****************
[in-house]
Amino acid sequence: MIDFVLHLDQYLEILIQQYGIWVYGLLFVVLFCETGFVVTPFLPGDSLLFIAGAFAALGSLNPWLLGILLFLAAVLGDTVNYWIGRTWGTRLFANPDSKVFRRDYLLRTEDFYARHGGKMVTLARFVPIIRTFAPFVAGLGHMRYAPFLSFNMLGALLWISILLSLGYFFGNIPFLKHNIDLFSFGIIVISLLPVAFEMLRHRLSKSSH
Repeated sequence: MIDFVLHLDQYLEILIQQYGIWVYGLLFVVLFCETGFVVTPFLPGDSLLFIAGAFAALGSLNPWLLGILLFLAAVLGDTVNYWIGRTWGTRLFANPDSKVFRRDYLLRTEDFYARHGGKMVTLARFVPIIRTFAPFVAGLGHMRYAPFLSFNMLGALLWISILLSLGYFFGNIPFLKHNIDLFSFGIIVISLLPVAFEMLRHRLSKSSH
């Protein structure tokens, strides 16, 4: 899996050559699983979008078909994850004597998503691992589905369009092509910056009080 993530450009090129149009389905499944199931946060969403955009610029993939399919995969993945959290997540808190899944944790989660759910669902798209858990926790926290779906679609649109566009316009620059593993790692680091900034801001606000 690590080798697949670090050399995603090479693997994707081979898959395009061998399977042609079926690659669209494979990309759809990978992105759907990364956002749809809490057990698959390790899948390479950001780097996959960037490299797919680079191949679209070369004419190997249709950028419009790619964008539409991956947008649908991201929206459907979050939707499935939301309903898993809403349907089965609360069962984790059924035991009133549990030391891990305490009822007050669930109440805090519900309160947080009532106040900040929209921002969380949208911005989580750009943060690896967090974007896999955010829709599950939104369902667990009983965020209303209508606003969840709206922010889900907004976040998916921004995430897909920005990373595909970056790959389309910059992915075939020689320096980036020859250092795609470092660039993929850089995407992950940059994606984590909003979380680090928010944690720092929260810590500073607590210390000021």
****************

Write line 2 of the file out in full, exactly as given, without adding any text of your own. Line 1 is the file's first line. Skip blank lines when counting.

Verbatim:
Amino acid sequence: MIDFVLHLDQYLEILIQQYGIWVYGLLFVVLFCETGFVVTPFLPGDSLLFIAGAFAALGSLNPWLLGILLFLAAVLGDTVNYWIGRTWGTRLFANPDSKVFRRDYLLRTEDFYARHGGKMVTLARFVPIIRTFAPFVAGLGHMRYAPFLSFNMLGALLWISILLSLGYFFGNIPFLKHNIDLFSFGIIVISLLPVAFEMLRHRLSKSSH